Probe reveals massacre of Blaan family ‘premeditated’

“The victims were unarmed and helpless, as most of them were still sleeping. It was only the elder son who was awake and in school uniform, sipping coffee outside the hut and who can be clearly seen and identified by the soldiers and yet they still fired at Jordan.”


KIBLAWAN, Davao del Sur–A retired Philippine Army colonel allegedly played an active role in events that led to the massacre of a two-month old pregnant B’laan woman and her two sons last October 18.

Dan Balandra, reportedly a former colonel in the Armed Forces of the Philippines and a security consultant to Sagitarrius Mines, Inc. (SMI)-Xstrata, was seen at the site of the incident for three consecutive days before elements of the 27th Infantry Battalion of the Philippine Army killed Juvy Capion and her two sons.

According to witnesses, Balandra visited the Capion family three times, preceding the massacre of the pregnant Juvy, Jordan, 15 years old and John Mark, seven years old. A daughter, five-year-old Juvicky, survived the attack but was grazed by a bullet in her left ear.

The National Peace and Solidarity Mission led by the Justice for Capion Family, Justice for All Network to remote Alyong subvillage, Kimlawis village, this town, November 17, deemed that Balandra’s real motive was to ascertain Daguil and his family’s whereabouts for members of the 27th IBPA to strike.

The mission concluded that Balandra might have informed the military of Daguil’s possible presence in their fayahlob (farm hut).

Arminda (not her real name), a close relative, said Balandra was trying to convince Daguil, the head of the Capion family, to surrender, often bringing alcohol beverages that Balandra and Daguil drank in an adjacent hut. Balandra was also reported to have given Juvy P7,500 ($178) for a potato-growing contract project initiated by SMI-Xtrata as a community relations initiative with the tribe.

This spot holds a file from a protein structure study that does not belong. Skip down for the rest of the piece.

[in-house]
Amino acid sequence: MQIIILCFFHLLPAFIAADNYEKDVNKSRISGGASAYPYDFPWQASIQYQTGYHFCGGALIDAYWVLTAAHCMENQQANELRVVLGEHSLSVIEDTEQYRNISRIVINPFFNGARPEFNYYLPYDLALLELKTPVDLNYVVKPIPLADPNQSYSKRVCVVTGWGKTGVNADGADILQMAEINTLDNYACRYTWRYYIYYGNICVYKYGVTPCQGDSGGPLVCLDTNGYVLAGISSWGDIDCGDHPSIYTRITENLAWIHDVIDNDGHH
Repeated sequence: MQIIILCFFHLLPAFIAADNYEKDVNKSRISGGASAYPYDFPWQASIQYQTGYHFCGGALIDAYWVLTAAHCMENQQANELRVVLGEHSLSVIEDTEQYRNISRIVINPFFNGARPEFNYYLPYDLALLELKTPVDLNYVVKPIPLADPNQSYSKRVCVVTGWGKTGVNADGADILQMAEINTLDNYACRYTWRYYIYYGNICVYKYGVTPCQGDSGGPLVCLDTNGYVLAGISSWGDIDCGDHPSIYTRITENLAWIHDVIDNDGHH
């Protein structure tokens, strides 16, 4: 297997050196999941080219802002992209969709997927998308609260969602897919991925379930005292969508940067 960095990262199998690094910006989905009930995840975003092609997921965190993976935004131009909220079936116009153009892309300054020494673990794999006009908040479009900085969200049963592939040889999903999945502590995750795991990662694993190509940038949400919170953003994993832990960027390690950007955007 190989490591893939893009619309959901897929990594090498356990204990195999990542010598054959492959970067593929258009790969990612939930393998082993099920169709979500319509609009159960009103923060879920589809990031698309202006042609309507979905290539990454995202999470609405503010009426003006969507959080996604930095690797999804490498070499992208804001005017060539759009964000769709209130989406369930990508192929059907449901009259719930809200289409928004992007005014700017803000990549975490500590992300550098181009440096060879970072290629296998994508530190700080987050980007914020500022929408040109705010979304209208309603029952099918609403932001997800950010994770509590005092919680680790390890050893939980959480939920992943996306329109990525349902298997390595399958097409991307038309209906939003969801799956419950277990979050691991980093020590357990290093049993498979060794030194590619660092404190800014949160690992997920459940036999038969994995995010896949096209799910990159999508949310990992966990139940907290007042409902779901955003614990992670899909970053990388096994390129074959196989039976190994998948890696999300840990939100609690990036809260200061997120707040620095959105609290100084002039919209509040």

“It appears that SMI-Xstrata’s security consultant has knowledge of the military’s plan to wipe out the Capion family, and has informed the military of Daguil’s presence in the area,” Ryan Lariba, secretary general of Bagong Alyansang Makabayan in Socksargen and head of the documentation team of the mission, said.

Balandra has not been seen in the area since the massacre.

Wide-ranging persecution

Balandra’s role in the eventual massacre is part of a series of moves that included branding Daguil as a bandit and offering as much as P300,000 ($7,100) reward for his capture.

Remy (not her real name), another witness, told members of the mission that she was told by soldiers of the 27th IBPA that Daguil’s family would be ‘wiped out’ a few weeks before the massacre.

Kiblawan mayor Marivic Diamante was on record to be among the first who called Daguil a bandit and offered the reward money for his capture or killing.